Some viscous hubs can be opened and serviced, as well as adjusted. On the 80 series Land Cruiser, some of the hubs allow you to adjust what temperature it kicks in and out, and you can vary the amount of viscous fan hub oil inside, which also does the same thing.
You can buy the silicon oil from most auto shops (Toyota sell it too). Toyota use 10000 grade CST in the 80 series. If you really want, you can get it from hobby shops, with different grade CST (or viscosity).
I removed my viscous hub and attempted to repair it by replacing the fluid, but it still wouldn’t engage properly, so I ditched it.
Replacing a viscous hub
Viscous hubs can be purchased from a variety of aftermarket manufacturers, for anywhere from $80 – $250. Seeing as how important of a role it plays, I opted to go for a genuine one. I’d read of too many aftermarket ones giving issues.
Toyota in Perth offered me trade price at a whopping $580. Instead, I went to Amayama.com, and purchased a genuine Toyota one for about $350 delivered to my door in around a week.
Replacing the viscous hub with a solid block
Just the other day I was looking at a Brunswick 6.5 litre chevy engine (that had a failed water pump), and noticed the viscous hub had been removed and replaced with a solid machined block. What this does is run the fan at maximum speed all the time. Apparently this is a common modification that Brunswick Diesels do, to combat the many overheating issues they have.
It is an option, but in my opinion a terrible one. For starters, a viscous hub is intended to regulate the engine temperature by changing the fan speed. If you lock it in all the time, even when the engine is cold its still trying to cool it as much as possible. You want your engine to warm up quickly, and locking the hub reduces this.
From there, you can argue that it saps a fair bit of extra power from the motor (and probably fuel too), is louder and vibrates more than necessary. Perhaps the most important thing though, is that it reduces reliability, especially if the fan runs off the same shaft as your water pump does.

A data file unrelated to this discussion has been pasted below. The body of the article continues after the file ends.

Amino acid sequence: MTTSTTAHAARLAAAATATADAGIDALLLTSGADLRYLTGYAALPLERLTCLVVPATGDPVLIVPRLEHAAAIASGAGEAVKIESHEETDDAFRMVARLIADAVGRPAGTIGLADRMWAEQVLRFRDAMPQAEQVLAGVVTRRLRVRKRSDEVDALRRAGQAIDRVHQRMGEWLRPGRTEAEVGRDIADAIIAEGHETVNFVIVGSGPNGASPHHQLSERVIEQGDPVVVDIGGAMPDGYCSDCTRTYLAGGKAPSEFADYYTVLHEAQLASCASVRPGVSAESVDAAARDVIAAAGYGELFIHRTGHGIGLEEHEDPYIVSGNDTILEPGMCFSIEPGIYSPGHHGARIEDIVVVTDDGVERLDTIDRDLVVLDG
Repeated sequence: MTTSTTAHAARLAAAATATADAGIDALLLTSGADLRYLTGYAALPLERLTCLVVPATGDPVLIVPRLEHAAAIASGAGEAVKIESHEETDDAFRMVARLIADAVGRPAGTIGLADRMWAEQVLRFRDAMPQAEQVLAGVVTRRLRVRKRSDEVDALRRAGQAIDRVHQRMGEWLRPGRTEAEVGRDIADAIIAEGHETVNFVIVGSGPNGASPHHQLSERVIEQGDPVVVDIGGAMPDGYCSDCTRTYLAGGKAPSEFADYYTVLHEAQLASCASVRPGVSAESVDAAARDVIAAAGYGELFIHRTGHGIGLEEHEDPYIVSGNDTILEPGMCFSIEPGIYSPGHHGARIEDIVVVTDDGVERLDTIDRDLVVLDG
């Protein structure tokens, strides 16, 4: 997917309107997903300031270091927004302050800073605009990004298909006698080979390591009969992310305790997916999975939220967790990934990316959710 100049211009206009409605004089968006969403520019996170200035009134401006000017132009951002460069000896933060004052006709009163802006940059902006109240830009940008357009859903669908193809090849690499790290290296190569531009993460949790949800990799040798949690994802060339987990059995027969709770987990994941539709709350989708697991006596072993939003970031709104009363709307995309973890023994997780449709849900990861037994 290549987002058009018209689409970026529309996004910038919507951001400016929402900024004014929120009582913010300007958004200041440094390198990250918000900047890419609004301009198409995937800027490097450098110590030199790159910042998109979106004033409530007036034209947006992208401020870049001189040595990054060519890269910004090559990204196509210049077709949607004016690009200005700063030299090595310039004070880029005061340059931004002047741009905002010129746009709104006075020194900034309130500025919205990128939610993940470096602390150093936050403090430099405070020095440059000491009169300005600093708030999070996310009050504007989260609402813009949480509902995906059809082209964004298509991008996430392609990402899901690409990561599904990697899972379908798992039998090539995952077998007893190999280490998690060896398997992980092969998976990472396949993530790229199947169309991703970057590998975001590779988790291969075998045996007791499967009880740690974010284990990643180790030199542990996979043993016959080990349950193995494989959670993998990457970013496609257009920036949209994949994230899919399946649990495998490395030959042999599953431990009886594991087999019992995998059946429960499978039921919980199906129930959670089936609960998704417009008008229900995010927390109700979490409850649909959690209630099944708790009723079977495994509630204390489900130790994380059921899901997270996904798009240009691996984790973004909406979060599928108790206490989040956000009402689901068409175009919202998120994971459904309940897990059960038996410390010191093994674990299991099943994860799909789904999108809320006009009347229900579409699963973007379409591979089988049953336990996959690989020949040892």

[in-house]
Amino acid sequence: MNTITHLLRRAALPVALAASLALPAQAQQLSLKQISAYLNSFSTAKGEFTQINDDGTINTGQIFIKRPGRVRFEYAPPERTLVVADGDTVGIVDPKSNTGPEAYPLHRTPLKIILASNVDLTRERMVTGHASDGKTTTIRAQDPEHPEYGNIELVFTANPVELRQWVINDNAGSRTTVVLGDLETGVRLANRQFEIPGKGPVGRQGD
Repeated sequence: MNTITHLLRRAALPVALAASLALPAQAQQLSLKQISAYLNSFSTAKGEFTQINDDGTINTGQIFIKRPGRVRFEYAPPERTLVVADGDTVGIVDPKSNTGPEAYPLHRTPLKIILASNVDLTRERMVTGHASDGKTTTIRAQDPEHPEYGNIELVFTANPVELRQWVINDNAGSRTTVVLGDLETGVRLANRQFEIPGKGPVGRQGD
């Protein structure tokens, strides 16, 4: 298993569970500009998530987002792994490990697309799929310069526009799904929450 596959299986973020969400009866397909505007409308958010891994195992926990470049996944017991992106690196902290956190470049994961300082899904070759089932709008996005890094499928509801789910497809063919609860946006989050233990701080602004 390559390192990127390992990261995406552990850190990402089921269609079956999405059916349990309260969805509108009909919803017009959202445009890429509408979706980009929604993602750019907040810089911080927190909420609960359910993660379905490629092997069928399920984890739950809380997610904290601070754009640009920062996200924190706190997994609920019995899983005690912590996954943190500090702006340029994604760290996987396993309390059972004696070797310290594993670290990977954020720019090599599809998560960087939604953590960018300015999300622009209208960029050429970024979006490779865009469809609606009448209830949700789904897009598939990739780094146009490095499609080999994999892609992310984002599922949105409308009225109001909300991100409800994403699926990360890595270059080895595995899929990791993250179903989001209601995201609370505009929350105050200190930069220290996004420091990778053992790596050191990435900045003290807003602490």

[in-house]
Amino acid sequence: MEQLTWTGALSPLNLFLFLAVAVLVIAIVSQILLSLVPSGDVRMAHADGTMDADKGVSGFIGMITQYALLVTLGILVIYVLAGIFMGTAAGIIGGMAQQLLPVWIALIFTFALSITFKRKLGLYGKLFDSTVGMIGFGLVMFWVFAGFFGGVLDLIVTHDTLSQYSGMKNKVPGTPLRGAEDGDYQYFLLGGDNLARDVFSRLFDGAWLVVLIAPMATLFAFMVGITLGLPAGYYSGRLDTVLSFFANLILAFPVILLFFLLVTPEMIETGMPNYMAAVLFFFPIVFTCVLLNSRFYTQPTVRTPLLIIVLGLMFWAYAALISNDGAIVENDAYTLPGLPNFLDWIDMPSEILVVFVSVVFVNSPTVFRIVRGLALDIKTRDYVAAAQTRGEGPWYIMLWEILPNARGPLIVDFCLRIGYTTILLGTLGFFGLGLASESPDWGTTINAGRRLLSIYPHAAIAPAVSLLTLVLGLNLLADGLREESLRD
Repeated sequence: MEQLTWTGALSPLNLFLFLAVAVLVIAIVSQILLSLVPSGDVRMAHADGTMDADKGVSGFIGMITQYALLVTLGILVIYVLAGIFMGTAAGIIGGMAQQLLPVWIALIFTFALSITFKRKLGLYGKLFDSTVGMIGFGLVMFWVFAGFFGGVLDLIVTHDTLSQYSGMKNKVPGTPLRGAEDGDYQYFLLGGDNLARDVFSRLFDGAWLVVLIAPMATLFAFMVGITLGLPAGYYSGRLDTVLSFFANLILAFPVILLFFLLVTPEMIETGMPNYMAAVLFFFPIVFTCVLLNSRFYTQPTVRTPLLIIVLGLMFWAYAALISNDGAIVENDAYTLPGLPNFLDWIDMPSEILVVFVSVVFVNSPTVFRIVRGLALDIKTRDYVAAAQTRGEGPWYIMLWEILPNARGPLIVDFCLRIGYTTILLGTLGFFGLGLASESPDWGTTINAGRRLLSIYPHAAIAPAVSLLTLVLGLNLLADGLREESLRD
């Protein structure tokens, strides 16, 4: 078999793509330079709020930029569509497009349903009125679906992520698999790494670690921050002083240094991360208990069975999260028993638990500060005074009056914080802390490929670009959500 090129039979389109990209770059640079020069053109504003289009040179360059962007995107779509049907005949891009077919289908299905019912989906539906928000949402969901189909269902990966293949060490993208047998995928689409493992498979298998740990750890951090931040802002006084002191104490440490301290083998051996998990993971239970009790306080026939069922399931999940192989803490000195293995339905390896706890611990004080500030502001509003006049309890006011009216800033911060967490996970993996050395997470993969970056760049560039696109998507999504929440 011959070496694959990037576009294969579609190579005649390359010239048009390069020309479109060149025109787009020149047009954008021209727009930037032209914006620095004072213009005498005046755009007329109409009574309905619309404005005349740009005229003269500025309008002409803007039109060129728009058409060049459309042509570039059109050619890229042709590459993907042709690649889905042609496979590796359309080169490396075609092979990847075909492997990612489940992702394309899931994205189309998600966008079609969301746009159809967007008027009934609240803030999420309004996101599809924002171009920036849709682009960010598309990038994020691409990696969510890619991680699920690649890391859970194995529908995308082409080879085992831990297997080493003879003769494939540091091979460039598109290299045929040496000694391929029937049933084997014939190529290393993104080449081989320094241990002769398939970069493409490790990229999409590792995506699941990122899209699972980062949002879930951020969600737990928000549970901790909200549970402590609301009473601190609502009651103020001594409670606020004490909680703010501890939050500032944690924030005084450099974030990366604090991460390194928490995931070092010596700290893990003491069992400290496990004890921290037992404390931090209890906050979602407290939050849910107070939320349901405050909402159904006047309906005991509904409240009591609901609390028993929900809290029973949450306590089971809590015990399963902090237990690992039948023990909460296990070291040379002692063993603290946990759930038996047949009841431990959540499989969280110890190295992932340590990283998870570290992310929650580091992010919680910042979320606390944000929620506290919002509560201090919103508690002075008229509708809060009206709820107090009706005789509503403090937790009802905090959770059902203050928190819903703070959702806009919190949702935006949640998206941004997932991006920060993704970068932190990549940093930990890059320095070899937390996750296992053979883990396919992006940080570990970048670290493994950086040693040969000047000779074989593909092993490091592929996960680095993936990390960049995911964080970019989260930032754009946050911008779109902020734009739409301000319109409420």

The GU patrol mentioned above had a failed water pump, because one of the bearings had let go and flogged it out. When we reinstalled everything, it was obvious upon watching the fan that it moves up and down, and in and out. A car cooling fan is never going to be perfectly balanced, and by not having a viscous hub in place you pass all of the imperfection in vibrations onto a couple of little bearings.
It was lucky this failed just out of Perth, as it could have happened at Steep Point, or across at Dirk Hartog Island. Replacing a water pump in one of these is not a minor task!
My advice then, is make sure your viscous hub works properly, and don’t remove it!
Check your viscous hub
Take a moment to walk out to your 4WD, and see if the hub is working properly. It might save you some major repairs!
I have a Brunswick 6.5 L it is always overheating I have tried Hayden with a German span it still gets very hot change the water pump change the radiator attached checked to see if you got a leaky head gasket once I put a solid fan on it it never gets hot any more it Sitra and 85 I can four-wheel-drive or down the sand and it doesn’t budge and I have a video gauge I swap that for another one just in case it was faulty I done thermostat it’ll came down to the business hub
Good to hear you sorted your overheating issues. It can be a right pain in the backside chasing issues like that.
Just watch the bearing on the water pump – having a solid coupling like that puts a lot of extra strain on it
I have a 6.5l brunswick in my 75 series ute been in for 15 years now i lived up north so overheating was a big issue i tried everything with the coolant system. In the end i finally found that the oil pan in the 6.5l was not big enough so with less oil as you should know oil is a coolant as well the oil was pretty much overheating. They did install a small oil cooler when the motor was installed but in a bad spot and not big enough. So i installed another oil cooler in the back of the bull bar and run the pipes in series with the other oil cooler. So now with 2 oil coolers and more oil capacity (about 1 litre more) the motor has never even come close to overheating.
I think the oil cooler was $100 bucks online and about 1m of good hose it was the easiest fix and cheapest too.
Good to hear you’ve come across a solution. I’ve not seen engine oil coolers used much in the 4WD scene. Well done
All the best
I have a Coaster with a fresh 1HDT in it. Water temp is perfect when driving, oil temp is 90° to 100°. When I pull up or hit traffic, water temp quickly goes to high 90’s or more. I am yet to test my viscous hub but was initially considering an electric pusher fan. What are your thoughts on the Electric versus Viscous debate ?
Sounds like a nice build! Don’t go down the path of an electric fan. You’ll have a hard time getting it to fit and it will struggle to move nearly enough air.
I’ve seen plenty of people try this and very few succeed. The factory fan and hub works perfectly, when in good condition.
Test it, try the top up with oil or replace it with a quality unit. Much easier and more reliable and you know it’s fit for purpose.